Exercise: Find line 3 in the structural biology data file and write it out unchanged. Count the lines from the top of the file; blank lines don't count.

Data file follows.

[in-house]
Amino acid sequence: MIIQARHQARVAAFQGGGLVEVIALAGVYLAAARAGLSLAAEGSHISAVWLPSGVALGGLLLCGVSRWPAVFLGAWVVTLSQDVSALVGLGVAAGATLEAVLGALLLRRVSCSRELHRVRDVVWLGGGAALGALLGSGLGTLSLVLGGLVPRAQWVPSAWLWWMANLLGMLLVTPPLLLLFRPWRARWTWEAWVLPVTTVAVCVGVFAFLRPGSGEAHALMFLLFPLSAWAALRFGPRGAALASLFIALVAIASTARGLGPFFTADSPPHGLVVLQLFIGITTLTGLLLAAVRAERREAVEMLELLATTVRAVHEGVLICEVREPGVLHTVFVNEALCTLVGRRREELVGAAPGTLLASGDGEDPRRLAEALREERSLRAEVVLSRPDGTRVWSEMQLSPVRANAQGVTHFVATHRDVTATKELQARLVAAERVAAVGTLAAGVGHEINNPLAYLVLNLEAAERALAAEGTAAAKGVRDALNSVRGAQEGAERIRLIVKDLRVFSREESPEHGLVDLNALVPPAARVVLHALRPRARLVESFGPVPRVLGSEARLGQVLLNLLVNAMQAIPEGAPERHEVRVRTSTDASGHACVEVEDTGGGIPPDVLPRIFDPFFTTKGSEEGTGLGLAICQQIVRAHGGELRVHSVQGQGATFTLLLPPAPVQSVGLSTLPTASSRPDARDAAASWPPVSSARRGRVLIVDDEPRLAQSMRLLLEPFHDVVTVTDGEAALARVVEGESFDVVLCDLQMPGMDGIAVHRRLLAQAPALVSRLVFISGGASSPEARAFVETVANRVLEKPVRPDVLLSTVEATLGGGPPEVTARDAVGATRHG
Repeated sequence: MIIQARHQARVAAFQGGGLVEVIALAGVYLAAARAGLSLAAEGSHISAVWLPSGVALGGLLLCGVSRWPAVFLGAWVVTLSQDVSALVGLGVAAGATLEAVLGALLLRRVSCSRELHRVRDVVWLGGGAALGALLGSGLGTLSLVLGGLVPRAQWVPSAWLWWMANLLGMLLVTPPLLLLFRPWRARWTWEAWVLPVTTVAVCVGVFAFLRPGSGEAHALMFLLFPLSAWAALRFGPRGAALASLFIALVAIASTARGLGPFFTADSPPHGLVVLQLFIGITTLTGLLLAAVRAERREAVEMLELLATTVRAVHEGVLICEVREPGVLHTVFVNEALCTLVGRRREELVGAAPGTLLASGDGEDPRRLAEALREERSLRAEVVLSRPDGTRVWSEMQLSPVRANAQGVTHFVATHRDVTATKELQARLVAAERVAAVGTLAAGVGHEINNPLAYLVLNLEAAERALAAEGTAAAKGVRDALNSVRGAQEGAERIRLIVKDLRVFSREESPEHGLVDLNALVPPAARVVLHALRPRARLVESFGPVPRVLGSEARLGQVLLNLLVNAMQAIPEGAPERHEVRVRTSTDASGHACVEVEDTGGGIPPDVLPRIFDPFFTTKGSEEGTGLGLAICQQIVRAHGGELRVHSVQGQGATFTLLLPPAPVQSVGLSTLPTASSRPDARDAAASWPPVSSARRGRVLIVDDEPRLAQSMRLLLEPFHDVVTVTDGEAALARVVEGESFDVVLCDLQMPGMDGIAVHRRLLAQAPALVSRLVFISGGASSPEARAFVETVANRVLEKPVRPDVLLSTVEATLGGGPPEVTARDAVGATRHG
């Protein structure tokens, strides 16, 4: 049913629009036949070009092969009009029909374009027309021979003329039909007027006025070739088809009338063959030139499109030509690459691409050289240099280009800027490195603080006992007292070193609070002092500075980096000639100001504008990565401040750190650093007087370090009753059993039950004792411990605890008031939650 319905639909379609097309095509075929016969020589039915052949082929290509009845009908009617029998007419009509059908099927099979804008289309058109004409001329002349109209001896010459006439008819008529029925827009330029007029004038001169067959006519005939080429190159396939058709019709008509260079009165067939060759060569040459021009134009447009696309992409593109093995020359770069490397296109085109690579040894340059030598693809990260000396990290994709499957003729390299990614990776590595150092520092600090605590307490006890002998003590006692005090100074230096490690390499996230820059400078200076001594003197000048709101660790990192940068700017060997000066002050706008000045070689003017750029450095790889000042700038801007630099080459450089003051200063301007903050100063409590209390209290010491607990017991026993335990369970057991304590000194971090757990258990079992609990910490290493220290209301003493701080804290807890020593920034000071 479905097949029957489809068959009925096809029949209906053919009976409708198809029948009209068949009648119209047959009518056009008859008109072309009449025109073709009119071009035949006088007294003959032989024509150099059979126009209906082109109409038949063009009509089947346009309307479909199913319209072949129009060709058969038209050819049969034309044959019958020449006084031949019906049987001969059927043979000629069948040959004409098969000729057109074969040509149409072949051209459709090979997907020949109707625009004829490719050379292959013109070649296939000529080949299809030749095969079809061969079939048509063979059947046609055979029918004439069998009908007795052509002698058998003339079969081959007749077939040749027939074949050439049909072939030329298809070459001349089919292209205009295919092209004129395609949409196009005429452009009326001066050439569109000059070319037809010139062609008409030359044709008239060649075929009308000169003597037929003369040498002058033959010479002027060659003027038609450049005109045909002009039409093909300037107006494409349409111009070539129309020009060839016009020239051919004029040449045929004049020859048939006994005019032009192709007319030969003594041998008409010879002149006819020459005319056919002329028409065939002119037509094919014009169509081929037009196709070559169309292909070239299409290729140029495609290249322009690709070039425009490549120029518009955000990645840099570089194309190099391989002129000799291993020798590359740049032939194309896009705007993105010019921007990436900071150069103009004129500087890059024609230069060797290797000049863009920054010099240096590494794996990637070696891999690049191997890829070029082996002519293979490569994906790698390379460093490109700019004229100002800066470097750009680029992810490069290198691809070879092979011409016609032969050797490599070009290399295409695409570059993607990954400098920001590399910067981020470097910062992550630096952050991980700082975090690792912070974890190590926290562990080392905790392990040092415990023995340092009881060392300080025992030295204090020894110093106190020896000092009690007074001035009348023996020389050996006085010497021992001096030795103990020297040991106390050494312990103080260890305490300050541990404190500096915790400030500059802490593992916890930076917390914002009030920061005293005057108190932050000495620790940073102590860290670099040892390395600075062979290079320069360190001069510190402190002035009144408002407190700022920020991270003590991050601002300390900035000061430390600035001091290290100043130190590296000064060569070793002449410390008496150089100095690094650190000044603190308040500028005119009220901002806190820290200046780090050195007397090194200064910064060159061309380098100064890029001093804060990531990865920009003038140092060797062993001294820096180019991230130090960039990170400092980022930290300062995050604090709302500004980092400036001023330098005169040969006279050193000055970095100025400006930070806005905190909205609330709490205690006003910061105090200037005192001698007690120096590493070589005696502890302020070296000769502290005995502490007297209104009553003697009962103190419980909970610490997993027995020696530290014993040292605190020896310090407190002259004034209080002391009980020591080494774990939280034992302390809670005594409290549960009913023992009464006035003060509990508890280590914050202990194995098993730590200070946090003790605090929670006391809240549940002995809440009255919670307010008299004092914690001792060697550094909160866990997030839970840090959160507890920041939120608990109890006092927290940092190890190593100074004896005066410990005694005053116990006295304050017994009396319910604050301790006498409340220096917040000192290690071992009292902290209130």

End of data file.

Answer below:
Repeated sequence: MIIQARHQARVAAFQGGGLVEVIALAGVYLAAARAGLSLAAEGSHISAVWLPSGVALGGLLLCGVSRWPAVFLGAWVVTLSQDVSALVGLGVAAGATLEAVLGALLLRRVSCSRELHRVRDVVWLGGGAALGALLGSGLGTLSLVLGGLVPRAQWVPSAWLWWMANLLGMLLVTPPLLLLFRPWRARWTWEAWVLPVTTVAVCVGVFAFLRPGSGEAHALMFLLFPLSAWAALRFGPRGAALASLFIALVAIASTARGLGPFFTADSPPHGLVVLQLFIGITTLTGLLLAAVRAERREAVEMLELLATTVRAVHEGVLICEVREPGVLHTVFVNEALCTLVGRRREELVGAAPGTLLASGDGEDPRRLAEALREERSLRAEVVLSRPDGTRVWSEMQLSPVRANAQGVTHFVATHRDVTATKELQARLVAAERVAAVGTLAAGVGHEINNPLAYLVLNLEAAERALAAEGTAAAKGVRDALNSVRGAQEGAERIRLIVKDLRVFSREESPEHGLVDLNALVPPAARVVLHALRPRARLVESFGPVPRVLGSEARLGQVLLNLLVNAMQAIPEGAPERHEVRVRTSTDASGHACVEVEDTGGGIPPDVLPRIFDPFFTTKGSEEGTGLGLAICQQIVRAHGGELRVHSVQGQGATFTLLLPPAPVQSVGLSTLPTASSRPDARDAAASWPPVSSARRGRVLIVDDEPRLAQSMRLLLEPFHDVVTVTDGEAALARVVEGESFDVVLCDLQMPGMDGIAVHRRLLAQAPALVSRLVFISGGASSPEARAFVETVANRVLEKPVRPDVLLSTVEATLGGGPPEVTARDAVGATRHG